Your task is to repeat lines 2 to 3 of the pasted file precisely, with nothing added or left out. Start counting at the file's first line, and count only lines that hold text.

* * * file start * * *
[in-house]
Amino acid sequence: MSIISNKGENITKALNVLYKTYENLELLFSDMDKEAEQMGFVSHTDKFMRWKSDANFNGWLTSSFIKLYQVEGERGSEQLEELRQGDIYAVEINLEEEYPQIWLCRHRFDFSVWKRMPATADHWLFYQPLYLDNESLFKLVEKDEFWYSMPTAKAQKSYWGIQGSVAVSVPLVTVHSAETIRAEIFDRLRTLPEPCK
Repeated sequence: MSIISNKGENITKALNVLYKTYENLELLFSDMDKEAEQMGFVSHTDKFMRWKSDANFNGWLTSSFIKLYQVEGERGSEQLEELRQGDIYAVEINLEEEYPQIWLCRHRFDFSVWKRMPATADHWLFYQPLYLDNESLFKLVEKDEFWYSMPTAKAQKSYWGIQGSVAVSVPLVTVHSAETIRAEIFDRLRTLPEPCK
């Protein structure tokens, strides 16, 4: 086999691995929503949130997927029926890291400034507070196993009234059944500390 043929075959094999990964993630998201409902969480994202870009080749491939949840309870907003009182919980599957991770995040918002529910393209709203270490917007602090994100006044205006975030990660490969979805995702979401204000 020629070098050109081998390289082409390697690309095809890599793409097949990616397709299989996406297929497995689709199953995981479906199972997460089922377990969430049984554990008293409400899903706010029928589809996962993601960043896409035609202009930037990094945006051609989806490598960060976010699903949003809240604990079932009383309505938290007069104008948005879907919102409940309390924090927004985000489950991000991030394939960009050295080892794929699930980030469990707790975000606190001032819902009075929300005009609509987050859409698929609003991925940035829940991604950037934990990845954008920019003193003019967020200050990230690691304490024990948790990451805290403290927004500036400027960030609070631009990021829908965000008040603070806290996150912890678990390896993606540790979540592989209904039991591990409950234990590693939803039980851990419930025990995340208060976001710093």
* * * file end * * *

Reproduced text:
Amino acid sequence: MSIISNKGENITKALNVLYKTYENLELLFSDMDKEAEQMGFVSHTDKFMRWKSDANFNGWLTSSFIKLYQVEGERGSEQLEELRQGDIYAVEINLEEEYPQIWLCRHRFDFSVWKRMPATADHWLFYQPLYLDNESLFKLVEKDEFWYSMPTAKAQKSYWGIQGSVAVSVPLVTVHSAETIRAEIFDRLRTLPEPCK
Repeated sequence: MSIISNKGENITKALNVLYKTYENLELLFSDMDKEAEQMGFVSHTDKFMRWKSDANFNGWLTSSFIKLYQVEGERGSEQLEELRQGDIYAVEINLEEEYPQIWLCRHRFDFSVWKRMPATADHWLFYQPLYLDNESLFKLVEKDEFWYSMPTAKAQKSYWGIQGSVAVSVPLVTVHSAETIRAEIFDRLRTLPEPCK